Since my last blog on IFAonline, we at Life Trust have been working on producing a report that puts a figure on the cost of retirement in conjunction with the Centre for Economic and Business Research.
Many may have seen some of the headline findings on the news section of this site, with the report finding that the average household needed £413,000 to fund a retirement lasting from 65 to the average life expectancy.
The research put a nice round figure on the cost of retirement for various groups and IFAs will appreciate that these figures might look daunting to the average member of the public, particularly when the impact of increasing longevity is factored in.
Those in the top 20% for earnings could expect to spend £1.55m on their retirement should they live to 100, according to our report. The aspect of the report that most grabbed my interest, however, was the analysis of people’s spending patterns; specifically how inflation on essentials acts as a kill joy to recreational spending for pensioners as they move through retirement.
The report found that spending on transport, recreation and culture, hotels and restaurants, and alcohol and tobacco accounts for 44% at age 65. This then falls to 26% at age 85 and 18% at age 95. Declining health surely has a big effect on this reduction of travel and recreation, but less so than one might think.
Professor Sarah Harper, Director of the Oxford Institute of Ageing, has been quoted on several occasions as saying that soon “90 will be the new 70” and the effects of increasing longevity and medical advances do indeed mean that octogenarians are remaining increasingly active and able. The fact of the matter is, however, that many people don’t have the disposable income to accompany their physical well-being.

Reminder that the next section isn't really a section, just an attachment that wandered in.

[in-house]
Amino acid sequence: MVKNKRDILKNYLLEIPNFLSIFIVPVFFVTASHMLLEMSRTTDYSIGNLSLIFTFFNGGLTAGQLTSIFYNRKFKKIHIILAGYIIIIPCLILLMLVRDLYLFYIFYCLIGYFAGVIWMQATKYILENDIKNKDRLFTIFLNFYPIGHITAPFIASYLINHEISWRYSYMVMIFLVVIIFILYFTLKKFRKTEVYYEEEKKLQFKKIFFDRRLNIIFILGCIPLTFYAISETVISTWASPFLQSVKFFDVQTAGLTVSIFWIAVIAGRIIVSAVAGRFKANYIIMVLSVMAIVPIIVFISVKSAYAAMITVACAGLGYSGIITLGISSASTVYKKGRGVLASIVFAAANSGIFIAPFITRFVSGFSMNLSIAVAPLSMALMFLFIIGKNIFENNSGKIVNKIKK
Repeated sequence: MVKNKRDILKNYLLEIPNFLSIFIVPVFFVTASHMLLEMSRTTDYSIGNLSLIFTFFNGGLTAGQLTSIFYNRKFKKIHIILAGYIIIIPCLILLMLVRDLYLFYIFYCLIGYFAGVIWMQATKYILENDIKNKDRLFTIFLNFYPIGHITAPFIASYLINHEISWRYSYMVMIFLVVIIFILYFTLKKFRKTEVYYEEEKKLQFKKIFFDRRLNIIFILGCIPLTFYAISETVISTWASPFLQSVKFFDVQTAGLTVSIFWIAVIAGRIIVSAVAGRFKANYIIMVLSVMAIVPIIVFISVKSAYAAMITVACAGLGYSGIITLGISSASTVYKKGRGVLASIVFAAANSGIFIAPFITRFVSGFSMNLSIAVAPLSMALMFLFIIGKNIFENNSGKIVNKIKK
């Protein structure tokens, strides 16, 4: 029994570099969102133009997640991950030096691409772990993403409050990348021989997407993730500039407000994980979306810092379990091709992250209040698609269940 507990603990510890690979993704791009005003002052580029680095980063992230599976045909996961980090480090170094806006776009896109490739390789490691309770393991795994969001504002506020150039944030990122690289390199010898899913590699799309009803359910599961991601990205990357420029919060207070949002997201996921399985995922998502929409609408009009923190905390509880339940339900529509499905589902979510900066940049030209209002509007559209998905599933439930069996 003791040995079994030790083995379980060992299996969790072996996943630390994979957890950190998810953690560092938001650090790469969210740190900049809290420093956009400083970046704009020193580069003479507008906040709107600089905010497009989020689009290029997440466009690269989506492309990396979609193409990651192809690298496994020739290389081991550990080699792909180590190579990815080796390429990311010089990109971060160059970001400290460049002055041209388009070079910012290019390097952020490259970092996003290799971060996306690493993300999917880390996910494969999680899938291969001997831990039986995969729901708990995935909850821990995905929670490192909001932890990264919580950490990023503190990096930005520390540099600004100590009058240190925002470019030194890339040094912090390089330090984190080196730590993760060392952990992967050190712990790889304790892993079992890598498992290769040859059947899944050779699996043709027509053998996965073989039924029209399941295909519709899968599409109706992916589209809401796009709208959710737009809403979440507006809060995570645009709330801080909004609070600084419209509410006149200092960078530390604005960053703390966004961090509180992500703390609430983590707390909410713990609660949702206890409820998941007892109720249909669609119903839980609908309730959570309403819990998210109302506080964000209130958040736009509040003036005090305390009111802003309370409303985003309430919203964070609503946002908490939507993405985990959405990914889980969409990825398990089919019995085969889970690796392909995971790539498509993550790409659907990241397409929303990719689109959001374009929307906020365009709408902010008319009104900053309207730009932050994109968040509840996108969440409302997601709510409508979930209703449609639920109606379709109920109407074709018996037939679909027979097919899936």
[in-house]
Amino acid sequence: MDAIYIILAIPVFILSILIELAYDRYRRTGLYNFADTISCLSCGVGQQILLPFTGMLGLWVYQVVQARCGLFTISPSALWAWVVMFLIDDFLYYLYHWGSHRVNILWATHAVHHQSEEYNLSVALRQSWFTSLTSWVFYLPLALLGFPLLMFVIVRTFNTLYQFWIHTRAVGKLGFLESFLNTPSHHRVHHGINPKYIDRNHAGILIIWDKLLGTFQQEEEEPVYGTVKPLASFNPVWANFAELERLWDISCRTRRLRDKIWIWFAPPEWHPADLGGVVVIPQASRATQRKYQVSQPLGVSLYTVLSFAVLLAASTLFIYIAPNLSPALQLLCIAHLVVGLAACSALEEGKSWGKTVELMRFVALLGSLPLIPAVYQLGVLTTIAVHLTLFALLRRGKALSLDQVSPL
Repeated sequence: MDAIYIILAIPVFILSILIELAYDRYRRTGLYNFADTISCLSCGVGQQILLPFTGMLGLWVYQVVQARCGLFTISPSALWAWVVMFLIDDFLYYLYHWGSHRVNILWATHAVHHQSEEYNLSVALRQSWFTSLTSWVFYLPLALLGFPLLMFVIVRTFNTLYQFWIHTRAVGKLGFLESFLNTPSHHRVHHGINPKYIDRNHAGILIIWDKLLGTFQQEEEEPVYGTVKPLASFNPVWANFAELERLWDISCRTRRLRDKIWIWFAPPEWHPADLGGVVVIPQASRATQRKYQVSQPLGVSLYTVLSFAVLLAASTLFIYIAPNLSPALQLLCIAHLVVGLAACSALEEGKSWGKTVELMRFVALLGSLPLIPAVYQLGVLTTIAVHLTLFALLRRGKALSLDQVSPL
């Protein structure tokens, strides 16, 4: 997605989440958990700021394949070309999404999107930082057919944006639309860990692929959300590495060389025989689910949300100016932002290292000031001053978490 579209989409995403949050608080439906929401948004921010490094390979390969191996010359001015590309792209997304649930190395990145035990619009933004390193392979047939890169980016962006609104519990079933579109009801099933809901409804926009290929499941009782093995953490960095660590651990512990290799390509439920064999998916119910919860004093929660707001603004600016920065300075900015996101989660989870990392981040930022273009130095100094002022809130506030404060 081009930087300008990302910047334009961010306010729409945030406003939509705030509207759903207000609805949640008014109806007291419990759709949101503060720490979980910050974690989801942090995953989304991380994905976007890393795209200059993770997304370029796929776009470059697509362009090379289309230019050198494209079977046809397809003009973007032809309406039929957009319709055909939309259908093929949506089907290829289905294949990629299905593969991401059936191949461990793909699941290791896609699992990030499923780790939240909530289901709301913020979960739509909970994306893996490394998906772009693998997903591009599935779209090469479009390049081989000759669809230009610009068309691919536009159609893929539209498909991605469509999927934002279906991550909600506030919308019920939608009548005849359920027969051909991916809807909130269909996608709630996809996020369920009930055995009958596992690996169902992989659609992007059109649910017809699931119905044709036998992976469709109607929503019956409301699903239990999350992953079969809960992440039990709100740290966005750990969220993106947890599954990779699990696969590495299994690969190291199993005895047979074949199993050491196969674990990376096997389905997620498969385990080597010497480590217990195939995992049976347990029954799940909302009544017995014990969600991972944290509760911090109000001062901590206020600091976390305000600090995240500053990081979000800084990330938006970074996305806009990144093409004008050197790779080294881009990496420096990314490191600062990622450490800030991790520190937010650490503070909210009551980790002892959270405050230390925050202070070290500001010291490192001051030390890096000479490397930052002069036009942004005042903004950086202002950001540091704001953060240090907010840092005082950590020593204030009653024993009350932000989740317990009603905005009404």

The report revealed that, as we get older, more and more of our budget is eaten up by the basic costs of living. The amount spent on fuel, housing and power increases nearly four fold during retirement going from £34 per week at age 65 to £116 at 92. This is as a result of disproportionately high inflation on these areas.
Those retiring today, born and raised in the long shadow of the second world war, amidst rationing and economic deprivation, may well know a thing or two about sacrifice. It is far from heartening, however, to see that, as they head into later retirement, they again will have to start cutting back on the things in life they enjoy and simply make do with the basics. This is doubly sad given that social engagement and staying active are proven by research to be key ingredients in helping extend people’s life span.
The very heart of retirement planning is ensuring that people in the decumulation phase are amply provided for the whole duration, but the increase in products such as equity release in recent years reveals that it is not rare for people to run short of income. There is no doubt many more are cutting back in order to run a tighter budget. It is vitally important that we in financial services offer today’s retirees products, services and advice that can save them from foregoing indulgences in their later retirement, in the same way they did at the outset of their lives.
Mike Tyler is head of strategy at Life Trust
The views expressed in this blog are those of the individual.IFAonline
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